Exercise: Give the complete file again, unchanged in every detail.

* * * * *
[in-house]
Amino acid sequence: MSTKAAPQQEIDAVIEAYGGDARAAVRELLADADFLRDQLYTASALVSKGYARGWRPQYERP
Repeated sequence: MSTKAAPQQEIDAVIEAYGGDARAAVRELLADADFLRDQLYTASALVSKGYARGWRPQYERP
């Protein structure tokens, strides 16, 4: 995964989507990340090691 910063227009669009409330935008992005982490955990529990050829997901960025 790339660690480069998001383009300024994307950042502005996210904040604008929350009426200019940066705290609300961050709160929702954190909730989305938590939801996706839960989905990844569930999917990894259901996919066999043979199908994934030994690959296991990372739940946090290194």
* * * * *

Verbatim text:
[in-house]
Amino acid sequence: MSTKAAPQQEIDAVIEAYGGDARAAVRELLADADFLRDQLYTASALVSKGYARGWRPQYERP
Repeated sequence: MSTKAAPQQEIDAVIEAYGGDARAAVRELLADADFLRDQLYTASALVSKGYARGWRPQYERP
């Protein structure tokens, strides 16, 4: 995964989507990340090691 910063227009669009409330935008992005982490955990529990050829997901960025 790339660690480069998001383009300024994307950042502005996210904040604008929350009426200019940066705290609300961050709160929702954190909730989305938590939801996706839960989905990844569930999917990894259901996919066999043979199908994934030994690959296991990372739940946090290194």